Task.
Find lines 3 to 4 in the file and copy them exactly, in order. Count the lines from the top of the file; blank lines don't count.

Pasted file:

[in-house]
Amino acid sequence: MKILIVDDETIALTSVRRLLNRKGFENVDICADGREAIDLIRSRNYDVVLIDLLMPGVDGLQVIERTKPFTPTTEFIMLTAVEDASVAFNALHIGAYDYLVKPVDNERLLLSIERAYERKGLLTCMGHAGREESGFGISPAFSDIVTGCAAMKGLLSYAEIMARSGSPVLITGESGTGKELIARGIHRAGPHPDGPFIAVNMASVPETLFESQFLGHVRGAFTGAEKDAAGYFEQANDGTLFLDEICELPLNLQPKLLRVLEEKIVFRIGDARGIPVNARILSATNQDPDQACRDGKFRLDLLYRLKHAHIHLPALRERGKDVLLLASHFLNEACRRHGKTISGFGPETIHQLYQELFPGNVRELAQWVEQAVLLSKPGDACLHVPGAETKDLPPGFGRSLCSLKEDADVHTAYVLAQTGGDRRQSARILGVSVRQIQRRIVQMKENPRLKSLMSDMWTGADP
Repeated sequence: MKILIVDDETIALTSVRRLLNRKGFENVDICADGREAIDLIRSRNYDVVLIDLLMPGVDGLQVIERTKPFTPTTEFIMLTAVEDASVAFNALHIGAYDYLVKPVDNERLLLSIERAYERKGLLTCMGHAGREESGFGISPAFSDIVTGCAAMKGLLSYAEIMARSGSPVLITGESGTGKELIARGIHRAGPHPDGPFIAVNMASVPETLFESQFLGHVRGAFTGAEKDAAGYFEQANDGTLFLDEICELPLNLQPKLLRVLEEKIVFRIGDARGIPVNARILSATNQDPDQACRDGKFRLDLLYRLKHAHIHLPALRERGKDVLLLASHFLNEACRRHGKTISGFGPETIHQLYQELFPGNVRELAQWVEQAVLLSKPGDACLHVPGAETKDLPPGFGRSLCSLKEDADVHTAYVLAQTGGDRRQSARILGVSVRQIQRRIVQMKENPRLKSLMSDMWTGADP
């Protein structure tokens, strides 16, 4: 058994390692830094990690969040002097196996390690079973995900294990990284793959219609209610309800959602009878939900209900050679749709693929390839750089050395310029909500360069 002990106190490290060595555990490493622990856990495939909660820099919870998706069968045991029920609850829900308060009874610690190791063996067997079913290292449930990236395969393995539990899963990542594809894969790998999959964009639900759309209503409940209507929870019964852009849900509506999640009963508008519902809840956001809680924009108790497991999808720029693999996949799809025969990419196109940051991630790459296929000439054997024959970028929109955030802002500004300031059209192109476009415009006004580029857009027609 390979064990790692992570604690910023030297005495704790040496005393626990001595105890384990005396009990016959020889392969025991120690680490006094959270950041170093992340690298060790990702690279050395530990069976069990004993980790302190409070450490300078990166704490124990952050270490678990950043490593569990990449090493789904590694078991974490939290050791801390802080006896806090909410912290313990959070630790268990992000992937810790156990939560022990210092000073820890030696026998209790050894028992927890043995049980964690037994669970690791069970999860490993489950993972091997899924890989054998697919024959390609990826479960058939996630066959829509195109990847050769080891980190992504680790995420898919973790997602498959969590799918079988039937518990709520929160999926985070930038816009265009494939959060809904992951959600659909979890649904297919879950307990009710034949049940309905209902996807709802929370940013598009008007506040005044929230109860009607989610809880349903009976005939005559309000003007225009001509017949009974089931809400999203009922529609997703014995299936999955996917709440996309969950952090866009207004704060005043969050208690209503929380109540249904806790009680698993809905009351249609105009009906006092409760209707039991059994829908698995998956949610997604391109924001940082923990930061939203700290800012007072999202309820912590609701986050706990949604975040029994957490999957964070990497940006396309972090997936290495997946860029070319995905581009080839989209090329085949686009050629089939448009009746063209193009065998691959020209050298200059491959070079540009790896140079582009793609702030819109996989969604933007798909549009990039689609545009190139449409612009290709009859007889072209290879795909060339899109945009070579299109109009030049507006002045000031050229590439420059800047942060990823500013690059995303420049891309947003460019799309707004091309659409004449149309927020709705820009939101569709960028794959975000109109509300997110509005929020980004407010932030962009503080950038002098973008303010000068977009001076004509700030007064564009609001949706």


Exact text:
Repeated sequence: MKILIVDDETIALTSVRRLLNRKGFENVDICADGREAIDLIRSRNYDVVLIDLLMPGVDGLQVIERTKPFTPTTEFIMLTAVEDASVAFNALHIGAYDYLVKPVDNERLLLSIERAYERKGLLTCMGHAGREESGFGISPAFSDIVTGCAAMKGLLSYAEIMARSGSPVLITGESGTGKELIARGIHRAGPHPDGPFIAVNMASVPETLFESQFLGHVRGAFTGAEKDAAGYFEQANDGTLFLDEICELPLNLQPKLLRVLEEKIVFRIGDARGIPVNARILSATNQDPDQACRDGKFRLDLLYRLKHAHIHLPALRERGKDVLLLASHFLNEACRRHGKTISGFGPETIHQLYQELFPGNVRELAQWVEQAVLLSKPGDACLHVPGAETKDLPPGFGRSLCSLKEDADVHTAYVLAQTGGDRRQSARILGVSVRQIQRRIVQMKENPRLKSLMSDMWTGADP
């Protein structure tokens, strides 16, 4: 058994390692830094990690969040002097196996390690079973995900294990990284793959219609209610309800959602009878939900209900050679749709693929390839750089050395310029909500360069 002990106190490290060595555990490493622990856990495939909660820099919870998706069968045991029920609850829900308060009874610690190791063996067997079913290292449930990236395969393995539990899963990542594809894969790998999959964009639900759309209503409940209507929870019964852009849900509506999640009963508008519902809840956001809680924009108790497991999808720029693999996949799809025969990419196109940051991630790459296929000439054997024959970028929109955030802002500004300031059209192109476009415009006004580029857009027609 390979064990790692992570604690910023030297005495704790040496005393626990001595105890384990005396009990016959020889392969025991120690680490006094959270950041170093992340690298060790990702690279050395530990069976069990004993980790302190409070450490300078990166704490124990952050270490678990950043490593569990990449090493789904590694078991974490939290050791801390802080006896806090909410912290313990959070630790268990992000992937810790156990939560022990210092000073820890030696026998209790050894028992927890043995049980964690037994669970690791069970999860490993489950993972091997899924890989054998697919024959390609990826479960058939996630066959829509195109990847050769080891980190992504680790995420898919973790997602498959969590799918079988039937518990709520929160999926985070930038816009265009494939959060809904992951959600659909979890649904297919879950307990009710034949049940309905209902996807709802929370940013598009008007506040005044929230109860009607989610809880349903009976005939005559309000003007225009001509017949009974089931809400999203009922529609997703014995299936999955996917709440996309969950952090866009207004704060005043969050208690209503929380109540249904806790009680698993809905009351249609105009009906006092409760209707039991059994829908698995998956949610997604391109924001940082923990930061939203700290800012007072999202309820912590609701986050706990949604975040029994957490999957964070990497940006396309972090997936290495997946860029070319995905581009080839989209090329085949686009050629089939448009009746063209193009065998691959020209050298200059491959070079540009790896140079582009793609702030819109996989969604933007798909549009990039689609545009190139449409612009290709009859007889072209290879795909060339899109945009070579299109109009030049507006002045000031050229590439420059800047942060990823500013690059995303420049891309947003460019799309707004091309659409004449149309927020709705820009939101569709960028794959975000109109509300997110509005929020980004407010932030962009503080950038002098973008303010000068977009001076004509700030007064564009609001949706």